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In some calculations, I have arrived at the following algebraic structure, reminiscent of a Lie algebroid, but not quite.

I have a real line bundle $E \to M$, on whose smooth sections $\Gamma(E)$ I have a Lie algebra structure. I also have a Lie algebra homomorphism $\rho:\Gamma(E) \to \Gamma(TM)$, obeying $$ [e_1,f e_2] = f [e_1,e_2] + \rho(e_1)(f) e_2 $$ for all sections $e_1,e_2 \in \Gamma(E)$ and functions $f \in C^\infty(M)$. However I do not have a Lie algebroid because the map $\rho$ is not $C^\infty(M)$-linear, so it is not induced by a bundle map $E \to TM$.

Question: Does such a structure have a name? Any references where such structure has been studied?

Thanks in advance.

Edit: I thought it would be instructive to mention that this is a situation which can only arise when $E$ is a line bundle. If $E$ were of higher rank, then $C^\infty(M)$-linearity follows. To see this simply evaluate $[f e_1, g e_2]$ in two different ways: $$ [f e_1, g e_2] = g [f e_1, e_2] + \rho(f e_1)(g) e_2 = f g [e_1,e_2] - g \rho(e_2)(f) e_1 + \rho(f e_1)(g) e_2~, $$ but also $$ [f e_1,g e_2] = -[g e_2, f e_1] = f g [e_1,e_2] + f \rho(e_1)(g) e_2 - \rho(g e_2)(f) e_1~. $$ Equating the two, $$ (\rho(f e_1)-f\rho(e_1))(g)e_2 + (\rho(g e_2)-g \rho(e_2))(f) e_1 = 0~. $$ If $\text{rank} E>1$, then around any point there is a neighbourhood where we can choose $e_1,e_2$ to be linearly independent, whence their coefficients must vanish. Clearly this is not possible for a line bundle.

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    $\begingroup$ Silly question: How far from being $C^\infty(M)$-linear is $\rho$? $\endgroup$ – theHigherGeometer Jul 17 '15 at 3:21
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    $\begingroup$ Not a silly question and perhaps I should have mentioned it. I find that $$\rho(f e)(g) - f \rho(e)(g) = T_e(df,dg),$$ where $T_e$ is a bivector. $\endgroup$ – José Figueroa-O'Farrill Jul 17 '15 at 3:55
  • $\begingroup$ Hi José, another possibly silly question: is your bracket local? That is, does $supp [e_1,e_2] \subset supp \, e_1 \cap supp \, e_2$ hold, where $supp$ denotes the support and $e_1,e_2 \in \Gamma(E)$ are (possibly locally defined) sections? I suspect that the answer to the above question is yes; in which case, you are in the presence of a Jacobi structure (I can write a longer answer with some references if that is the case). $\endgroup$ – Daniele Sepe Jul 18 '15 at 22:16
  • $\begingroup$ @DanieleSepe: Hi! Indeed, I have a Jacobi structure on a nontrivial line bundle, but I thought that I had more that that, since I have also the map from sections to vector fields, which is why I thought at first that I would have a Lie algebroid. $\endgroup$ – José Figueroa-O'Farrill Jul 18 '15 at 23:02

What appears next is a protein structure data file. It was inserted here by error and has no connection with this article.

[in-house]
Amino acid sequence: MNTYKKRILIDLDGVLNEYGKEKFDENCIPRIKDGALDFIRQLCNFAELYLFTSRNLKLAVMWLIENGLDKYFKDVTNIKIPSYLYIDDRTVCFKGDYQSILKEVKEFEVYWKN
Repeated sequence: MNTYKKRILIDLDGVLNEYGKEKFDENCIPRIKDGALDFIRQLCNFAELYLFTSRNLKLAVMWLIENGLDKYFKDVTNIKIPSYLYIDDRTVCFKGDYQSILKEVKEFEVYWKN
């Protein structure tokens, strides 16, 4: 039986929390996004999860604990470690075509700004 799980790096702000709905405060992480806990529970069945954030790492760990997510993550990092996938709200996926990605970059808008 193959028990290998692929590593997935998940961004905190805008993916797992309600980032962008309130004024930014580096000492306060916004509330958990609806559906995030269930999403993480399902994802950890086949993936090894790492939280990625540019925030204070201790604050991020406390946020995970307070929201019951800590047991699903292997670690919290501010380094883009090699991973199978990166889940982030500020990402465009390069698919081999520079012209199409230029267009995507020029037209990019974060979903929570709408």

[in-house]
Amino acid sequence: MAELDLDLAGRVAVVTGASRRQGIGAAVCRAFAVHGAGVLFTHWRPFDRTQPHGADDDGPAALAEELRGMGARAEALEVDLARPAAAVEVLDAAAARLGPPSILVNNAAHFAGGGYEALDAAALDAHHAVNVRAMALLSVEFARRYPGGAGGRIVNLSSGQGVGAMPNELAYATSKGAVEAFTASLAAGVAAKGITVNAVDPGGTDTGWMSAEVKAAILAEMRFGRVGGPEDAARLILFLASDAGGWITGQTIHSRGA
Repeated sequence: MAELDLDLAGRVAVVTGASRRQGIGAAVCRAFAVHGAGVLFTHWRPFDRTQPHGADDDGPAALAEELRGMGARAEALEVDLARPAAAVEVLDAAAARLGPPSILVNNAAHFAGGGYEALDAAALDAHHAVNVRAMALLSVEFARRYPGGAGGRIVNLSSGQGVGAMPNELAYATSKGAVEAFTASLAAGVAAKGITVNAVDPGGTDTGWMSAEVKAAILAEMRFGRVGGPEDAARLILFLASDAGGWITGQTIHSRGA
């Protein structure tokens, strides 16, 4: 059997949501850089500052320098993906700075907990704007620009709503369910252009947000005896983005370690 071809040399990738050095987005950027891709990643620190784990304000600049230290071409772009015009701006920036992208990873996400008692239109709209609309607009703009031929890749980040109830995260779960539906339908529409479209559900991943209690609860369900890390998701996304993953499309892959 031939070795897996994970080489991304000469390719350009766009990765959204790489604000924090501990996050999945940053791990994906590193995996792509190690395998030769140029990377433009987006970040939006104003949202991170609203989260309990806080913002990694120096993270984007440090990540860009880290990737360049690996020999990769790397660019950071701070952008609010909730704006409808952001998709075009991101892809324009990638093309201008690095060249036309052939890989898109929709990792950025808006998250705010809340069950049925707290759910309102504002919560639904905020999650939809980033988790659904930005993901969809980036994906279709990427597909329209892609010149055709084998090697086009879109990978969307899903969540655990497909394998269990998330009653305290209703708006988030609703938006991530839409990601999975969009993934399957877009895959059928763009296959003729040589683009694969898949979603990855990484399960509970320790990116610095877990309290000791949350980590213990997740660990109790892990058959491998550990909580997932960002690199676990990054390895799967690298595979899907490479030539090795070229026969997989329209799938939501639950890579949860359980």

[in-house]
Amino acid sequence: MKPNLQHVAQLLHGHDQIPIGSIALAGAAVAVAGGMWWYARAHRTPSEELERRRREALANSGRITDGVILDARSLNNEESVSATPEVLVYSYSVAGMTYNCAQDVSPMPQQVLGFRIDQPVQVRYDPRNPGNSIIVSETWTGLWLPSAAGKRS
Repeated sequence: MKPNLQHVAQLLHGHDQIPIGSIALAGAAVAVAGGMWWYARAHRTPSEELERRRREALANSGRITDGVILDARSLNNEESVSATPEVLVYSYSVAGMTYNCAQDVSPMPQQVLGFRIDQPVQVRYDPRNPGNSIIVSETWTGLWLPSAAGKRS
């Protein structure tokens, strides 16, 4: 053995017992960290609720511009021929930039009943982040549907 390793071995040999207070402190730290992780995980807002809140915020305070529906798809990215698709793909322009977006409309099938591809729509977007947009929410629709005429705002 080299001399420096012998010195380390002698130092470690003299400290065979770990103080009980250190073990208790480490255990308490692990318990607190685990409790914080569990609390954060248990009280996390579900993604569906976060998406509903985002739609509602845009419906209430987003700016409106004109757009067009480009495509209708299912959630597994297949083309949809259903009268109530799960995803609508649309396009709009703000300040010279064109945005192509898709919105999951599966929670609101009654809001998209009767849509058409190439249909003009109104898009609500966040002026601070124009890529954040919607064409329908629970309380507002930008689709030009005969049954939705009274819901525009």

• $\begingroup$ Thank you, @Daniele! I didn't know this paper and it is very useful. $\endgroup$ – José Figueroa-O'Farrill Jul 19 '15 at 0:10
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José, after your last comment, I am pretty sure that you are simply in the presence of a Jacobi structure on a nontrivial line bundle. Most of what I write below is taken from this paper by Crainic and Salazar, called Jacobi structures and Spencer operators.

Just for completeness, given a real line bundle $E \to M$, a Jacobi structure on its space of sections $\Gamma(E)$ is a local Lie bracket $[\cdot,\cdot]$ on $\Gamma(E)$, whereby local means that, for any (possibly locally defined) $e_1,e_2 \in \Gamma(E)$, the support of $[e_1,e_2]$ is contained in the intersection of the supports of $e_1$ and $e_2$. These were originally studied by Kirillov (under the name local Lie algebras) and by Lichnerowicz (first under the assumption that the line bundle be trivial).

Informally speaking, Jacobi structures are to Poisson structures as contact manifolds are symplectic manifolds (this is a very useful analogy if you are to work with these objects). Just like a Poisson structure on a manifold $M$ induces a Lie algebroid structure on $T^*M$, so does a Jacobi structure on $E \to M$ induce a Lie algebroid structure on $J^1 E$, the first jet bundle of $E \to M$. If I am not mistaken, this was first proven by Dazord and is Proposition 3.4 in Crainic and Salazar's paper.

The map $\rho$ that José mentions is simply what Crainic and Salazar call $\rho^1$ in their proof of Proposition 3.4, while the bivector $T_e$ in José's question is $\rho^2(- \otimes e)$ in Crainic and Salazar's language. The relation between the two (which is what José wrote in answer to David's comment) is equation (8) in the paper. The anchor of the Lie algebroid structure on $J^1 E$ is completely determined by $\rho^1$ and $\rho^2$ (this is the content of the first part of the proof of Proposition 3.4 in the paper), so I suspect that José may have just rediscovered this fact!

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